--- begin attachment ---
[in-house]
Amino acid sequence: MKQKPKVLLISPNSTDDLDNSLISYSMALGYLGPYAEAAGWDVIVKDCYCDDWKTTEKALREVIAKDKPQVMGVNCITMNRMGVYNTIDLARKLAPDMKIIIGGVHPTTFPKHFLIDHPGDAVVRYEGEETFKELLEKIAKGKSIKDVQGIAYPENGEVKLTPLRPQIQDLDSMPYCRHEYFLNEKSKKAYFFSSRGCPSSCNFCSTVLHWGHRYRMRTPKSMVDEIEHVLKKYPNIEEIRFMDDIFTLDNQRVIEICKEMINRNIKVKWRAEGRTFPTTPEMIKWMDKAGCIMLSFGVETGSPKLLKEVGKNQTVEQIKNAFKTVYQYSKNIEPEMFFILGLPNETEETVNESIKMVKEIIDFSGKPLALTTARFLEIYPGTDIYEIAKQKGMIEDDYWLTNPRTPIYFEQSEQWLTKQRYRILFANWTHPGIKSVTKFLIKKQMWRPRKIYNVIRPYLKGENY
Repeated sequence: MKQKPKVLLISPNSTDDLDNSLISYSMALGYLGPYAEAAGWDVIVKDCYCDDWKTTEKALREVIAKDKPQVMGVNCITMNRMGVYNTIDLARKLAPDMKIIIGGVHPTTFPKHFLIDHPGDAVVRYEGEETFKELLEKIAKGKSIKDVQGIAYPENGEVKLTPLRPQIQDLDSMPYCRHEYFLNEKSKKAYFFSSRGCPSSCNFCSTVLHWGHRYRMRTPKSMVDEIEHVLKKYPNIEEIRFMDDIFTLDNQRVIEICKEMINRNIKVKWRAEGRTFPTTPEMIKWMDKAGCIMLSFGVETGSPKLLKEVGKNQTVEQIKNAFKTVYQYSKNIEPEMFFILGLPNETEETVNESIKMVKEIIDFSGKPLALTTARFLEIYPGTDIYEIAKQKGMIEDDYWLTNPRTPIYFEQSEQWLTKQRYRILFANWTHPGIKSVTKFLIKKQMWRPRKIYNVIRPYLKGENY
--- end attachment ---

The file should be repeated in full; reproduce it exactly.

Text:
[in-house]
Amino acid sequence: MKQKPKVLLISPNSTDDLDNSLISYSMALGYLGPYAEAAGWDVIVKDCYCDDWKTTEKALREVIAKDKPQVMGVNCITMNRMGVYNTIDLARKLAPDMKIIIGGVHPTTFPKHFLIDHPGDAVVRYEGEETFKELLEKIAKGKSIKDVQGIAYPENGEVKLTPLRPQIQDLDSMPYCRHEYFLNEKSKKAYFFSSRGCPSSCNFCSTVLHWGHRYRMRTPKSMVDEIEHVLKKYPNIEEIRFMDDIFTLDNQRVIEICKEMINRNIKVKWRAEGRTFPTTPEMIKWMDKAGCIMLSFGVETGSPKLLKEVGKNQTVEQIKNAFKTVYQYSKNIEPEMFFILGLPNETEETVNESIKMVKEIIDFSGKPLALTTARFLEIYPGTDIYEIAKQKGMIEDDYWLTNPRTPIYFEQSEQWLTKQRYRILFANWTHPGIKSVTKFLIKKQMWRPRKIYNVIRPYLKGENY
Repeated sequence: MKQKPKVLLISPNSTDDLDNSLISYSMALGYLGPYAEAAGWDVIVKDCYCDDWKTTEKALREVIAKDKPQVMGVNCITMNRMGVYNTIDLARKLAPDMKIIIGGVHPTTFPKHFLIDHPGDAVVRYEGEETFKELLEKIAKGKSIKDVQGIAYPENGEVKLTPLRPQIQDLDSMPYCRHEYFLNEKSKKAYFFSSRGCPSSCNFCSTVLHWGHRYRMRTPKSMVDEIEHVLKKYPNIEEIRFMDDIFTLDNQRVIEICKEMINRNIKVKWRAEGRTFPTTPEMIKWMDKAGCIMLSFGVETGSPKLLKEVGKNQTVEQIKNAFKTVYQYSKNIEPEMFFILGLPNETEETVNESIKMVKEIIDFSGKPLALTTARFLEIYPGTDIYEIAKQKGMIEDDYWLTNPRTPIYFEQSEQWLTKQRYRILFANWTHPGIKSVTKFLIKKQMWRPRKIYNVIRPYLKGENY